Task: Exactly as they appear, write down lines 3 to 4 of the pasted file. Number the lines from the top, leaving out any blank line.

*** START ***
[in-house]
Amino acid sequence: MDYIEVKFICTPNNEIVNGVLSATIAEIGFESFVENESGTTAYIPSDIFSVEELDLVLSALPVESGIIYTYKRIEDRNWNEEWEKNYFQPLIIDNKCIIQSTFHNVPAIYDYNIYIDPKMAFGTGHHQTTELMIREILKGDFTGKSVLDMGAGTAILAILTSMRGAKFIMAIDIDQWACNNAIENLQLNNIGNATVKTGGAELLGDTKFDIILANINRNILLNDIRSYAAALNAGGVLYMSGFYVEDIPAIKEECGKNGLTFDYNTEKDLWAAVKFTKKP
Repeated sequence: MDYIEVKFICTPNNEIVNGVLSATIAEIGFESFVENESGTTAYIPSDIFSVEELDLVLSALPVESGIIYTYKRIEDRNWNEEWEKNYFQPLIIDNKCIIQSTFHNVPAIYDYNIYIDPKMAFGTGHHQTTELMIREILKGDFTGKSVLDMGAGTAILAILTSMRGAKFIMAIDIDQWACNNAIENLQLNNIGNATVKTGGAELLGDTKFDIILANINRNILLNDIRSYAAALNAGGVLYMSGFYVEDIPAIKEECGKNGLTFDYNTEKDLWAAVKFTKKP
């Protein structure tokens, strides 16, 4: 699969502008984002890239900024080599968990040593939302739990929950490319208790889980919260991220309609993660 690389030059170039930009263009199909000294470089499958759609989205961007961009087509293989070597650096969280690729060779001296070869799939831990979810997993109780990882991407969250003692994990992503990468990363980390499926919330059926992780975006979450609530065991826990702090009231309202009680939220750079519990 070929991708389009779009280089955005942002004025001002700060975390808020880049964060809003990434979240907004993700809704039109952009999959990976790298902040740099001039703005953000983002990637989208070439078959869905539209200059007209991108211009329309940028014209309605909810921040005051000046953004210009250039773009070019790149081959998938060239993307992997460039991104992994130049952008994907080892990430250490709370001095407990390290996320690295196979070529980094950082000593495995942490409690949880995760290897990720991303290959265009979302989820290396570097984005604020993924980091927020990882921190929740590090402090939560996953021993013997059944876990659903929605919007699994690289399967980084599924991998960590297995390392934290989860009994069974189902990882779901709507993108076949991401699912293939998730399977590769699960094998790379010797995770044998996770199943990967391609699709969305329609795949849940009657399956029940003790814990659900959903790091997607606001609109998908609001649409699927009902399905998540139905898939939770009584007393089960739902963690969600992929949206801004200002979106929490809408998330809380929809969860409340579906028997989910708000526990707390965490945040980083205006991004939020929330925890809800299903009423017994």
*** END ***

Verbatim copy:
Repeated sequence: MDYIEVKFICTPNNEIVNGVLSATIAEIGFESFVENESGTTAYIPSDIFSVEELDLVLSALPVESGIIYTYKRIEDRNWNEEWEKNYFQPLIIDNKCIIQSTFHNVPAIYDYNIYIDPKMAFGTGHHQTTELMIREILKGDFTGKSVLDMGAGTAILAILTSMRGAKFIMAIDIDQWACNNAIENLQLNNIGNATVKTGGAELLGDTKFDIILANINRNILLNDIRSYAAALNAGGVLYMSGFYVEDIPAIKEECGKNGLTFDYNTEKDLWAAVKFTKKP
């Protein structure tokens, strides 16, 4: 699969502008984002890239900024080599968990040593939302739990929950490319208790889980919260991220309609993660 690389030059170039930009263009199909000294470089499958759609989205961007961009087509293989070597650096969280690729060779001296070869799939831990979810997993109780990882991407969250003692994990992503990468990363980390499926919330059926992780975006979450609530065991826990702090009231309202009680939220750079519990 070929991708389009779009280089955005942002004025001002700060975390808020880049964060809003990434979240907004993700809704039109952009999959990976790298902040740099001039703005953000983002990637989208070439078959869905539209200059007209991108211009329309940028014209309605909810921040005051000046953004210009250039773009070019790149081959998938060239993307992997460039991104992994130049952008994907080892990430250490709370001095407990390290996320690295196979070529980094950082000593495995942490409690949880995760290897990720991303290959265009979302989820290396570097984005604020993924980091927020990882921190929740590090402090939560996953021993013997059944876990659903929605919007699994690289399967980084599924991998960590297995390392934290989860009994069974189902990882779901709507993108076949991401699912293939998730399977590769699960094998790379010797995770044998996770199943990967391609699709969305329609795949849940009657399956029940003790814990659900959903790091997607606001609109998908609001649409699927009902399905998540139905898939939770009584007393089960739902963690969600992929949206801004200002979106929490809408998330809380929809969860409340579906028997989910708000526990707390965490945040980083205006991004939020929330925890809800299903009423017994």